Fly fishing is much more technical than using a standard spinning reel and conventional tackle. In my experience you can typically catch more fish using conventional tackle but once people get hooked on fly fishing they are hooked. The challenge and excitement of site fishing makes the reward of catching a fish that much better.
There is a lot to fly fishing and it is typically best to find a friend that will help get you started. If you are just getting into fly fishing it would be a good idea to read this book. It covers the basic information you need to know to start fly fishing.
Trout are more aware of their surroundings then most people realize. Although anglers can often spot trot, fly fishing is about presenting a natural looking bait without having the trout aware that you are present. When picking a fly the tippet size and fly should match the bait in the area you are fishing.
The best place to practice fly fishing is in water where fish are hungry and eager to bite. This will ensure you get enough strikes to practice both casting and retrieving fish. A good place would be in a farm pond. Bluegill and bass will both eat flies and are good fish to catch practice fly fishing techniques. Practice in an open area where you will be less likely to get staged while casting. Here we will discuss the top five flies and the best conditions to use each type of fly.
Wooly Bugger Trout Fly
This is versatile fly that can be fished under the surface or can be twitched like a wounded bait at the surface.
Adams Dry Fly
Dry flies are what most people think about when they think fly fishing. These look like flies and float on the surface of the water. The best dry fly approach is to cast upstream and let the fly drift with no drag. Do not twitch the fly or it will likely spook the fish with the line movement.
Gink fly dressing should be applied to dry flies. If done properly this helps the fly float and lay flat in the water. Do not apply dressing to the hook or the fly can lay crooked in the water.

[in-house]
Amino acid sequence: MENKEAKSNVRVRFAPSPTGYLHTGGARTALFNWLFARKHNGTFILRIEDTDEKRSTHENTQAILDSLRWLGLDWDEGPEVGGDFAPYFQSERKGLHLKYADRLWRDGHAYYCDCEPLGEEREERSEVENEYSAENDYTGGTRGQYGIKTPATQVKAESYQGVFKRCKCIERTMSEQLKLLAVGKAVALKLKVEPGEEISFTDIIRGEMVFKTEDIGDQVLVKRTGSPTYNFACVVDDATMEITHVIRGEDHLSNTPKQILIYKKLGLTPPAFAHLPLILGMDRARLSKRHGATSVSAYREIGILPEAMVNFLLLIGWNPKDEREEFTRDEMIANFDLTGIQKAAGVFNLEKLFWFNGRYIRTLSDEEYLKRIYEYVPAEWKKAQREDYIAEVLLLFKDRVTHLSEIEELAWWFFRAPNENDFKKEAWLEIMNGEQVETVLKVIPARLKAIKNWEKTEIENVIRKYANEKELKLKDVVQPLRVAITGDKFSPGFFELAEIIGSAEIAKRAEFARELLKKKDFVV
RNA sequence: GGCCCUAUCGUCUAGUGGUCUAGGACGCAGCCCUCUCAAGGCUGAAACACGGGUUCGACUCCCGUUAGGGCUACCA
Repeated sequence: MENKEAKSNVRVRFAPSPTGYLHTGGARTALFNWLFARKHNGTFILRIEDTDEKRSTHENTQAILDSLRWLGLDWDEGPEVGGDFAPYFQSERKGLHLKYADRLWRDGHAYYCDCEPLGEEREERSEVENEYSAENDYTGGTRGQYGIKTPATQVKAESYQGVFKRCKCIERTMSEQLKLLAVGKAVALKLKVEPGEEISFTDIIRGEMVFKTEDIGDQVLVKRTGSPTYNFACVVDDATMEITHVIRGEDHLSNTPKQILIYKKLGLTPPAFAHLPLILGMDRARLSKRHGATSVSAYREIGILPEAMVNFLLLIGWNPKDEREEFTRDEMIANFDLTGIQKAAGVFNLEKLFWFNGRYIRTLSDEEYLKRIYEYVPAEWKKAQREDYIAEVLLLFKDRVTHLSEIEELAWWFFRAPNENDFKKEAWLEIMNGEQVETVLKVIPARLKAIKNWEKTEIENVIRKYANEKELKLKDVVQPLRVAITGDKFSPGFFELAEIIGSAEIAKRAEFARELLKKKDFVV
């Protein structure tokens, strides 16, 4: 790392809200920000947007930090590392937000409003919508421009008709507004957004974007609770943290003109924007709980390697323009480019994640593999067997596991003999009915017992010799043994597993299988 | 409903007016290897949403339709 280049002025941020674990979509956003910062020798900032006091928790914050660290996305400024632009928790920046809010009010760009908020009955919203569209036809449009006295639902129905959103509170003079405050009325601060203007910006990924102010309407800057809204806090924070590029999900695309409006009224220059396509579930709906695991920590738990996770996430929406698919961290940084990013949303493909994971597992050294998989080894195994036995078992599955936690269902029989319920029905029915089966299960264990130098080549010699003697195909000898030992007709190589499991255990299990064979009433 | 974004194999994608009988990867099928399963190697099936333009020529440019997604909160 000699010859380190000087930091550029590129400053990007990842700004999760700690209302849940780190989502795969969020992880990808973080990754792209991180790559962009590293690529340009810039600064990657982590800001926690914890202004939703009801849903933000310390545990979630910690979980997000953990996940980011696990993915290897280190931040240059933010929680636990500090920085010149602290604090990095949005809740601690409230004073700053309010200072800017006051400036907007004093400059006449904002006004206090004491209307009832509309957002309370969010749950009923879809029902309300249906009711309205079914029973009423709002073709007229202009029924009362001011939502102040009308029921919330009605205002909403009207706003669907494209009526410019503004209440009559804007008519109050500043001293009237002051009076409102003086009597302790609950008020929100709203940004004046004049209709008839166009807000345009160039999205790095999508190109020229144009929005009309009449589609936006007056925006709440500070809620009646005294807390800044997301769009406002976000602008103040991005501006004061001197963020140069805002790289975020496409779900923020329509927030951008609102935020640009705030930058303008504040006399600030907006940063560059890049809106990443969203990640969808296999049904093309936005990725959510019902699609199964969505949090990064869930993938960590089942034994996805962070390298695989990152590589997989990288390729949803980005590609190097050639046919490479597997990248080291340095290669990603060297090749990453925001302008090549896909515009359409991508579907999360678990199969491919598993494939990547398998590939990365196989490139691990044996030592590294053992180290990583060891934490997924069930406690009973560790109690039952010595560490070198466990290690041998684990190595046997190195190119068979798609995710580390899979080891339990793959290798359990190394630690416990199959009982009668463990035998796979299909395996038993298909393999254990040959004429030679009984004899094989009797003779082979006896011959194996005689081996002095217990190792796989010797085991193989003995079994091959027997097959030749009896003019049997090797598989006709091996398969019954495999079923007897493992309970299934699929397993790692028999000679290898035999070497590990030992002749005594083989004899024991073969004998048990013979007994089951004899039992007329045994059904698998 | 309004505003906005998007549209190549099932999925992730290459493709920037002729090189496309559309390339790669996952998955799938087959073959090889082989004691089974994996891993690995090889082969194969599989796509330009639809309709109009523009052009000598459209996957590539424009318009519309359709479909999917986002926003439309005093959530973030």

Pheasant Tail Fly
This is my friend Patrick Arena’s favorite fly. He frequently fishes the Bighorn river in Montana.
Prince Nymph Fly
Nymph flies are normally rigged with two flies. The top fly can be large to attract and the bottom spaced out about 18 to 24 inches. The weight is rigged about 6 inches above the fly, just enough to get to the bottom but not hang up. You want to drift the fly naturally. Using three flies in one rig is illegal in some states.
San Juan Worm Fly
These work good as a suspended nymph fly in high flow water above 2000 CFS. Different weight beads get the bait deeper in the water column.
Having and assortment of flies is a good idea.
Fly fishing rod and reel starter package. This reel comes spooled and also includes backing leader and flies. This is a really great value and cost effective way to get into fly fishing.
Leader line- 5X leader line is the best for most 4 or 5 weight rods. 5X is delicate enough to dry fly. 4X and 3X is good for heavier faster runs while Nymphing or stripping a streamer.
Fluorocarbon Tippet 5X.
Flurocarbon leader line the most expensive but is the best leader material because it is nearly invisibility to the fish and abrasion resistant. Your fly line typically has a loop and you attached a looped leader by doing a loop to loop connection. To attach the fly to the portion of the leader that has the tippet an improved clinch knot is the most popular. As you change and retie flies the tippet material is shortened. An overhand surgeons knot can be used to to extend the existing leader tippet, without using a new full length leader. Leaders are typically 9 feet, once it gets to 7 or 8 feet you will need to add some more leader line.
Thanks for visiting Global Fishing Reports. I hope these suggestions help you catch more fish when fly fishing!
If you have any suggestions for top fly fishing baits and techniques, leave a comment below!